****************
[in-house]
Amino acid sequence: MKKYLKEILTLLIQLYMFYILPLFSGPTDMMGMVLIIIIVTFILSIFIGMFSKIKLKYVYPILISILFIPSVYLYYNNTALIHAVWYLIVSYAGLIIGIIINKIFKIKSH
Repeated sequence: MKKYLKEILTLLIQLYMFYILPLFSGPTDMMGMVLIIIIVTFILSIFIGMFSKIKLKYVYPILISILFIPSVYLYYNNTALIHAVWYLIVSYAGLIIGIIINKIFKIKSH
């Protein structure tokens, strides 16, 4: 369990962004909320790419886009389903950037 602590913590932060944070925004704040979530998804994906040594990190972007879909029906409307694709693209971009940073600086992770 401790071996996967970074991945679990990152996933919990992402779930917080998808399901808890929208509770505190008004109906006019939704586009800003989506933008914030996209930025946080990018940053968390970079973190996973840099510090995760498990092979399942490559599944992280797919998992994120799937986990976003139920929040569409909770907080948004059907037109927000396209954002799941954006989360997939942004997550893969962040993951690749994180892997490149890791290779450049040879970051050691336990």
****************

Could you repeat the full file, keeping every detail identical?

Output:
[in-house]
Amino acid sequence: MKKYLKEILTLLIQLYMFYILPLFSGPTDMMGMVLIIIIVTFILSIFIGMFSKIKLKYVYPILISILFIPSVYLYYNNTALIHAVWYLIVSYAGLIIGIIINKIFKIKSH
Repeated sequence: MKKYLKEILTLLIQLYMFYILPLFSGPTDMMGMVLIIIIVTFILSIFIGMFSKIKLKYVYPILISILFIPSVYLYYNNTALIHAVWYLIVSYAGLIIGIIINKIFKIKSH
């Protein structure tokens, strides 16, 4: 369990962004909320790419886009389903950037 602590913590932060944070925004704040979530998804994906040594990190972007879909029906409307694709693209971009940073600086992770 401790071996996967970074991945679990990152996933919990992402779930917080998808399901808890929208509770505190008004109906006019939704586009800003989506933008914030996209930025946080990018940053968390970079973190996973840099510090995760498990092979399942490559599944992280797919998992994120799937986990976003139920929040569409909770907080948004059907037109927000396209954002799941954006989360997939942004997550893969962040993951690749994180892997490149890791290779450049040879970051050691336990």